You Oughta’ Know: Banamine

After the first foray into dispelling some myths about popular horse first aid essential Phenylbutazone, we have received some requests for the other most popular equine med: Banamine.

Banamine is the brand name of the generic drug flunixin meglumine, but Banamine was the only brand name of the medication available for quite some time, and so the name stuck.  Other brand names of flunixin are Flunixamine and Cronyxin.  For the purpose of this post, we will use  the the name Banamine to refer to all flunixin products.

Banamine is a non-sterodial anti-inflammatory drug (NSAID) the same as phenylbutazone (Bute), but it has different properties and uses.

Banamine is most often used for the relief of muscle or joint disease and pain associated with colic.  It is a potent pain reliever  and also has antipyretic (fever reducing) properties.

The following are a few points we think “You Oughta’ Know” about Banamine.

1) Banamine has a fast onset.

Studies show that when given orally in a paste or powder form, Banamine starts producing effects within two hours with peak periods of relief between 12-16 hours.  The duration is generally 24-36 hours.

With IV injections, some studies report that the drug is active within 15 minutes. Banamine has been shown to provide relief from colic pain in 15-30 minutes, but may take days to be effective for musculoskeletal pain.

2) Banamine provides more potent pain relief than Bute.

Banamine is almost four times stronger than Bute on a mg to mg basis for pain relief, however your veterinarian should adjust for potency with the dosage size (higher dose of Bute will then equal a smaller dose of Banamine).  Banamine is far superior for relief of colic pain than Bute, although the reason is not known. Bute is more effective for the relief of musculoskeletal pain.

3) Again, Banamine is a prescription drug, available only through a veterinarian.

Although you may have leftover doses that you wish to give a colicky horse rolling around in pain – Don’t.  Always consult your veterinarian before administering even one dose to your horse.  Banamine may be very effective at reducing or eliminating your horse’s pain – but it is not fixing the problem – it is only masking symptoms.  You may see your horse stop all signs of colic, only to find them in critical condition – or dead- in the morning.  Your vet will be able to advise you whether it is acceptable to give your horse Banamine for the colic symptoms they are showing.

4) Adverse effects are possible.

There are adverse effects with the use of Banamine, but not as common as with Bute.  With all NSAIDS, including Bute and Banamine, there are risks of gastric and colonic ulcers developing, as the medications limit the actions of prostaglandins in the body, including healthy and much needed prostaglandins which protect the gut lining.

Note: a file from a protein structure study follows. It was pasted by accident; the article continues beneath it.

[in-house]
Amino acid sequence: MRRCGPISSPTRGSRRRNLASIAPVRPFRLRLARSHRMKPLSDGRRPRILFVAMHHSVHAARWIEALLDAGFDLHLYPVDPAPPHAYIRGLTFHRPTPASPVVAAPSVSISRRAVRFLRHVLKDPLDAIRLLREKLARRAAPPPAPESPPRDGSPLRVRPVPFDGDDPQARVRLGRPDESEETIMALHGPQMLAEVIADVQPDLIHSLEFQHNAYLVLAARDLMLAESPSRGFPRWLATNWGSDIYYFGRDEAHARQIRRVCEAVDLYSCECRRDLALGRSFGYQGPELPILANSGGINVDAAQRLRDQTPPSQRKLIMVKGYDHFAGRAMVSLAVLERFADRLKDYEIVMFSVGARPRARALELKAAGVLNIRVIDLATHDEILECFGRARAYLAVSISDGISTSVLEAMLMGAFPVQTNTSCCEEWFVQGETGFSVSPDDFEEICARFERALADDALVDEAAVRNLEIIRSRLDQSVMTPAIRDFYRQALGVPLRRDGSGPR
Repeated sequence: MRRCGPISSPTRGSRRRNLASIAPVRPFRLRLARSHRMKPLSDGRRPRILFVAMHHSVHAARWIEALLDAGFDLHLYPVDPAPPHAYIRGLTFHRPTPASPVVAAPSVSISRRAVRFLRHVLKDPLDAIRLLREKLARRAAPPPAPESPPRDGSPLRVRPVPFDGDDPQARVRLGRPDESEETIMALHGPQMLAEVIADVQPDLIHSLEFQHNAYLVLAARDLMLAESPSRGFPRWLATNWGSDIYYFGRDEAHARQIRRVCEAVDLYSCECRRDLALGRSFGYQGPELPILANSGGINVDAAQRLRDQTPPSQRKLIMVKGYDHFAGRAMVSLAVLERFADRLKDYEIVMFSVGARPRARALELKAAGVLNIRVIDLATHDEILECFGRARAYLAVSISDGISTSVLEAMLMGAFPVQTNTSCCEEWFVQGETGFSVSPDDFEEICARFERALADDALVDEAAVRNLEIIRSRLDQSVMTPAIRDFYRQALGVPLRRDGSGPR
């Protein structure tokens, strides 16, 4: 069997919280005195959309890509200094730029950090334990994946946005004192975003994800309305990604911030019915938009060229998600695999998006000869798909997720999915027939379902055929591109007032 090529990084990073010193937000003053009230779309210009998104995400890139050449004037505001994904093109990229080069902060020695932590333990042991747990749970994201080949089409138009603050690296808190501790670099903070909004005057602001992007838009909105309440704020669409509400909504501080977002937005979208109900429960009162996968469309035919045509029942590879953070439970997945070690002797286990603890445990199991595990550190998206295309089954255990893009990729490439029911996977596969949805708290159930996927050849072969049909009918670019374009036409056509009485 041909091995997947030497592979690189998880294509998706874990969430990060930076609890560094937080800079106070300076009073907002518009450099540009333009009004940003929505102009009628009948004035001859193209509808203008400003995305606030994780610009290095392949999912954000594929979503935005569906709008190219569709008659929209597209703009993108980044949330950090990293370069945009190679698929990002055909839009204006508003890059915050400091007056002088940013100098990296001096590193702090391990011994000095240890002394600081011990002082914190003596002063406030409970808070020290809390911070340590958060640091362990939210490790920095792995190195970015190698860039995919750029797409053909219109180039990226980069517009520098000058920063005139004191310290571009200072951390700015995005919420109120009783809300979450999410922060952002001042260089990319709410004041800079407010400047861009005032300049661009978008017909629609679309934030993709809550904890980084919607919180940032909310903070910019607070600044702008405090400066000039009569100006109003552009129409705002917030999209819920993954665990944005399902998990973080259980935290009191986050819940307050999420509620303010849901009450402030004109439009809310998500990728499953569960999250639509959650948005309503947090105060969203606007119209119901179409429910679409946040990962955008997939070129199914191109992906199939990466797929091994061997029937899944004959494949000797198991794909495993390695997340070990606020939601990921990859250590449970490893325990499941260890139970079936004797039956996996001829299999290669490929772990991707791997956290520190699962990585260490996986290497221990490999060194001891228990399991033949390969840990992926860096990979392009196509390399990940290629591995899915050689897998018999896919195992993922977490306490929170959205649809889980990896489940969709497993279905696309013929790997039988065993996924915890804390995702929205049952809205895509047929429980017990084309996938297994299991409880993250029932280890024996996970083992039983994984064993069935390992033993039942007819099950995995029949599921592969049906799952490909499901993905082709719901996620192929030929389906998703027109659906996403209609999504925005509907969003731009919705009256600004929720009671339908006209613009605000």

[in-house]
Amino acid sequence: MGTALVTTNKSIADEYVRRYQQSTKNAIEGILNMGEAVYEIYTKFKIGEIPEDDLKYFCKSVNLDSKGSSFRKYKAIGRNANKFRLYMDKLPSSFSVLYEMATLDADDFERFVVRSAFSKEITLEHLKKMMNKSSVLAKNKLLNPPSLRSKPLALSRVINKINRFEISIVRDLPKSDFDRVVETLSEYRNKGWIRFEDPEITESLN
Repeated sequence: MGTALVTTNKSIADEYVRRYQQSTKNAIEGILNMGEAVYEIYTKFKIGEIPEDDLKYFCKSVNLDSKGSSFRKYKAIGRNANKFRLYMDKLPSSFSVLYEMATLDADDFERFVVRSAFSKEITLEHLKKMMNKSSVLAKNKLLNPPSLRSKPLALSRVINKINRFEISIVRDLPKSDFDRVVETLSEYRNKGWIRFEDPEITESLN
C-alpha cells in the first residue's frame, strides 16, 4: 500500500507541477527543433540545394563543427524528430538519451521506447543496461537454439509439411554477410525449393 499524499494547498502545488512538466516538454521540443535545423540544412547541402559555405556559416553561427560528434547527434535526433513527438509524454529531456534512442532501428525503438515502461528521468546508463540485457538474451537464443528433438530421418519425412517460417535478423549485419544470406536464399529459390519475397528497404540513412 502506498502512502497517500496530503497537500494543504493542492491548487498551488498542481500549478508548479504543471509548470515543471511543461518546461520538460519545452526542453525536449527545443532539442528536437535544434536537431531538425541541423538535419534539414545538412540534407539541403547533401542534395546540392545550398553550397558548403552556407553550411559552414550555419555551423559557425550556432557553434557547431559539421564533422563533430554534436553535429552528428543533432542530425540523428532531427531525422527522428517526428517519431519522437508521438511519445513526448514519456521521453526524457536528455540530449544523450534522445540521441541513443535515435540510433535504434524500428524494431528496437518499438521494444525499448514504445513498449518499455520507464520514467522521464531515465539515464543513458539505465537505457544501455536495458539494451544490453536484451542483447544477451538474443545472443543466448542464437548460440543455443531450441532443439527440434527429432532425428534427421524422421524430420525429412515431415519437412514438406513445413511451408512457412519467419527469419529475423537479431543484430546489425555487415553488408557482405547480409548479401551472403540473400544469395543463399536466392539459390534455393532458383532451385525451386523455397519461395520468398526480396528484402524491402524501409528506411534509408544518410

5) Banamine is given to pregnant mares, and significant amounts will not pass through to the milk of lactating mares.  Still – consult your veterinarian before giving pregnant or lactating mares any amount of Banamine.

6) Banamine is not toxic like Bute.

They are both intended to be used at low doses for a short amount of time for the most benefit and least adverse effects for your horse.  However, Banamine showed no toxicity in horses even when give at three times the recommended dosage for twice the recommended period of time.  Although no toxicity was observed, other side effects such as ulcers and kidney damage may be occuring.  The point is, that the dosage window for Banamine is slightly larger than the extremely small one for Bute.

7) The IM Injection.

This is the most hotly debated aspect of Banamine for horses. Yes, your vet may tell you that you can adminster Banamine to your horse through an intra-muscular (IM) injection.  For the majority of horses this is a viable option. However,  in some cases, IM injections of Banamine have lead to thousands of dollars in vet bills and fatalities. The reason is that the IM injection may be quite irritating to the skin tissue and cause reactions such as localized swelling, sweating and stiffness.

There are also spores of bacteria that lie dormant in healthy muscle called Clostridium. They can begin to multiply if the muscle is damaged (such as during an injection). NSAIDS are acidic and cause local tissue damage.  These Colstridial infections cause bacterial toxins which severely damage the muscle and perpetuate the spread of these anerobic (not requiring oxygen) bacteria. These infections are extremely severe, and require immediate emergency veterinary care. The areas of infection must be surgically opened up to let air circulate in, which means the cuts are sometimes through muscle and down to the bone.

Although this side effect is considered rare, it is a real possibility anytime you administer an IM injection of Banamine.  There are no such side effects when Banamine is given orally or as an IV injection.

~ We would like to thank Dr. Suzon Schaal and Dr. Trisha Dowling for their insight and the “vet proof” of this post.

You Oughta’ Know About: Bute

Just lately, I decided to educate myself on the subject of bute. You know what I’m referring to – that handy tube of paste, or container of powder, or liquid form which we frequently reach for when a horse in our care indicates it is in some form of pain, soreness or distress.